2 A microphone as claimed in claim 1 , wherein the channel (16) is formed in the substrate (1 1 ) and/or a side wall of the MEMS die (10) and couples the second end of the nozzle (15) to the second chamber (18).
3. A microphone according to any of the preceding claims, wherein the acoustic inlet port (14) is formed by a single hole or by an array of holes.
4. A microphone according to claim 1 or claim 2, wherein the acoustic inlet port (14) is formed by making a slit in the cap (13) and depressing the cap (13) in a region adjacent the slit.
5. A microphone according to any of claims 2 to 4, wherein the nozzle (15) is sealed to the cap (13) around the acoustic inlet port (14).
6. A microphone according to any claims 2 to 5, wherein the nozzle (15) is provided against and sealed to the side wall of the MEMS die (10).
7. A microphone according to any of claims 2 to 7, wherein the elastic insert comprises a base portion (20) and an upright portion (21 ) which defines the upright nozzle, the base portion and upright portion disposed orthogonally, the base portion (20) having a first hole (22) for coupling the second chamber (18) to the channel (16) and the upright portion (21 ) having a second hole (23) for coupling the acoustic inlet port (14) to the channel (16).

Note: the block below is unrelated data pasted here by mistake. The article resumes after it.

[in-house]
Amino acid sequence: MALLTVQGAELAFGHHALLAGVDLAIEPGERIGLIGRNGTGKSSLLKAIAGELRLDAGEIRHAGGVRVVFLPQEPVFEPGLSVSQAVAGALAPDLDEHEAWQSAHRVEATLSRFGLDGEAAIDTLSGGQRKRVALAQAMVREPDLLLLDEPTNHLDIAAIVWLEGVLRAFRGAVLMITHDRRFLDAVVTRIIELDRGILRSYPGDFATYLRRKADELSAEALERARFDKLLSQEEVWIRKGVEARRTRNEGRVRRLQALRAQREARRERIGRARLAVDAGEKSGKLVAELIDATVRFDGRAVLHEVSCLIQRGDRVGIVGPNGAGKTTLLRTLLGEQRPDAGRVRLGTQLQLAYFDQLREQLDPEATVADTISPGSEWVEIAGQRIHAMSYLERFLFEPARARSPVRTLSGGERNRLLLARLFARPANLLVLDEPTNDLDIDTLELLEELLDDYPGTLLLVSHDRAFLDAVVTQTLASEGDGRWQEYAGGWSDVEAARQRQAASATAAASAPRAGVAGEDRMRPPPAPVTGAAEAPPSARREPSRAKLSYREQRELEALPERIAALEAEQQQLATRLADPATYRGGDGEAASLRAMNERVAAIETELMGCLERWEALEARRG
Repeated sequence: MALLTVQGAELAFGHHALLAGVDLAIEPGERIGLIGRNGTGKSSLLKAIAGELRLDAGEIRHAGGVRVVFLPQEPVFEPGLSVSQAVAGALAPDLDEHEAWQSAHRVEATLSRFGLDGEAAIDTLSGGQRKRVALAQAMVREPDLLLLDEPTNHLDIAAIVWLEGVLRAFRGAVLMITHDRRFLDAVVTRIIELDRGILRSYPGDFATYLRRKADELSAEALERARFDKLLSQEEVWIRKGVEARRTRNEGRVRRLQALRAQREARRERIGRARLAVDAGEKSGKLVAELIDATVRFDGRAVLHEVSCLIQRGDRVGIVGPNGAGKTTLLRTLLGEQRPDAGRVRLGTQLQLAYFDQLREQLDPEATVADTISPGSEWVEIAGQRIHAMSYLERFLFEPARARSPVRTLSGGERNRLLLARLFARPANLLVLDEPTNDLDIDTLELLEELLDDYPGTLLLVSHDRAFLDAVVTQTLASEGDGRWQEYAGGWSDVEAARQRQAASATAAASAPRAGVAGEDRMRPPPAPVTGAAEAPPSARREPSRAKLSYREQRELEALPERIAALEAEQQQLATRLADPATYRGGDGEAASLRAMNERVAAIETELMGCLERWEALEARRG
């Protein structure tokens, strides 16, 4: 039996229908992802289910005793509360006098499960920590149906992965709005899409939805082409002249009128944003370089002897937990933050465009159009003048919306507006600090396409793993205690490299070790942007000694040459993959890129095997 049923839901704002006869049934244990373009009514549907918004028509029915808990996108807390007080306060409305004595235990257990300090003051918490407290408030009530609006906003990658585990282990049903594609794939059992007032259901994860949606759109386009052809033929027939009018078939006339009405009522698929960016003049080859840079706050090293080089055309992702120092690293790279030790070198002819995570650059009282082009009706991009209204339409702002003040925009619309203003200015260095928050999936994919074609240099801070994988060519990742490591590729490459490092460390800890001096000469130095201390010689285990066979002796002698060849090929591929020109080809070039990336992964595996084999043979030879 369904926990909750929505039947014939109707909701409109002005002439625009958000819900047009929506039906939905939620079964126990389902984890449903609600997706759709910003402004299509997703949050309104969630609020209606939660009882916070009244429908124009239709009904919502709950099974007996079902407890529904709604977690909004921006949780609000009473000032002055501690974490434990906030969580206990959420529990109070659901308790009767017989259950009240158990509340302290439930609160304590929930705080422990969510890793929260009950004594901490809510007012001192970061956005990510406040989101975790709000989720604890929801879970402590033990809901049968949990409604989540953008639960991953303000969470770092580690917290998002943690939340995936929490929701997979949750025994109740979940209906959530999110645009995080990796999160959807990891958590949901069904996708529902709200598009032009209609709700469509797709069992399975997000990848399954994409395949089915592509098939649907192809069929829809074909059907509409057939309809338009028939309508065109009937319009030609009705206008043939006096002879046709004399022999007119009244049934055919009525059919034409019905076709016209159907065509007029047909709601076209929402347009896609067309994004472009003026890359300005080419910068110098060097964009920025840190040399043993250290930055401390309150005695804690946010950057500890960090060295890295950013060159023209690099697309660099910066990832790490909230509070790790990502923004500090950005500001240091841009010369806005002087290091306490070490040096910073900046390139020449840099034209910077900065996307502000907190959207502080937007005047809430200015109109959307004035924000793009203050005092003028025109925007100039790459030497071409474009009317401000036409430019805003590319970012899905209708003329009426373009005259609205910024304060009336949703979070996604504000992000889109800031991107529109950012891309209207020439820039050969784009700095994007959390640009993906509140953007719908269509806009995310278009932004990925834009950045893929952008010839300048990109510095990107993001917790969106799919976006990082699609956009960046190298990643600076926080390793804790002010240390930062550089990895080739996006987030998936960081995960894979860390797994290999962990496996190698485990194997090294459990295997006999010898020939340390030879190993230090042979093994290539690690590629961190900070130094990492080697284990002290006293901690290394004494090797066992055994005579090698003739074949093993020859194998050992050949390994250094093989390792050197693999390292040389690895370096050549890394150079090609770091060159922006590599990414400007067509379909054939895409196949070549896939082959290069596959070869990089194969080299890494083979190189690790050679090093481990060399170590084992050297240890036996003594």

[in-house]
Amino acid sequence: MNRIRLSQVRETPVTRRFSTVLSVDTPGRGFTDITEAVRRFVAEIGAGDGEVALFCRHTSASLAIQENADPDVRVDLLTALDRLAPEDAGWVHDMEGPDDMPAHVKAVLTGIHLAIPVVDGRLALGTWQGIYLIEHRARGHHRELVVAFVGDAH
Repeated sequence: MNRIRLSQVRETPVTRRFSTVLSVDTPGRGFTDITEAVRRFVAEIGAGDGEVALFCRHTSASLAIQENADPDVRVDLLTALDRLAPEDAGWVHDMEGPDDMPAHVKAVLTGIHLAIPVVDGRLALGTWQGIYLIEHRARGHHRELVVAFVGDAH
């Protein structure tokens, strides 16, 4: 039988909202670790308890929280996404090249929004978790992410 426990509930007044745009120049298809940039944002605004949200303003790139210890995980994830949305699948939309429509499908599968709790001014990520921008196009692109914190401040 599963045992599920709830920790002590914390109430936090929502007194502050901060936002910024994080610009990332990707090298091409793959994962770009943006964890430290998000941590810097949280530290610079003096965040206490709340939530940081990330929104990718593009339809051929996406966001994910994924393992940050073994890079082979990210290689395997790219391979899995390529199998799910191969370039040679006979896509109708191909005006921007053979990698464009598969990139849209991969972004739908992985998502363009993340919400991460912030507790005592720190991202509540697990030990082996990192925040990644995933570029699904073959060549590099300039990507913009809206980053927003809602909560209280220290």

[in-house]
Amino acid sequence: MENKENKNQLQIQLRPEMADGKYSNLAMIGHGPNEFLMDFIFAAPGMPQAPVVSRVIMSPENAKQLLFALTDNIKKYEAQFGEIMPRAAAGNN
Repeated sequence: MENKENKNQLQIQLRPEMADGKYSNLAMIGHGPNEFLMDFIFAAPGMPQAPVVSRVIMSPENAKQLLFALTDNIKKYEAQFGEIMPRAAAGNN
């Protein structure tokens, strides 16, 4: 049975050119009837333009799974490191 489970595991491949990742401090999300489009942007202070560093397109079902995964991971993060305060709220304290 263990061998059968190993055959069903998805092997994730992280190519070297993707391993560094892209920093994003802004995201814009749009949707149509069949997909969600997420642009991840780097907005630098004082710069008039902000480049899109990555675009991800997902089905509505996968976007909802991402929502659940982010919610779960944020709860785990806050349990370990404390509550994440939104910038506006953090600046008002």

8. A microphone as claimed in any preceding claim, wherein the insert comprises an elastic material, and the nozzle defines a seal between the cap (13) and the substrate (1 1 )
9. A microphone as claimed in claim 8, wherein the elastic material comprises silicone.
10. A method of manufacturing a microphone, the method comprising: mounting (102) a MEMS die (10) on a substrate (1 1 );
providing an insert over the substrate, the insert comprising an upright nozzle (15); and
sealing the substrate (1 1 ) to a cap (13), with an opening in the cap aligned with the nozzle,
wherein the MEMS die (10) incorporates a membrane (12) and is mounted on the substrate (1 1 ) such that first and second surfaces of the membrane (12) face the substrate (1 1 ) and an inner surface of the cap (13) respectively,
wherein sealing the substrate to the cap comprises: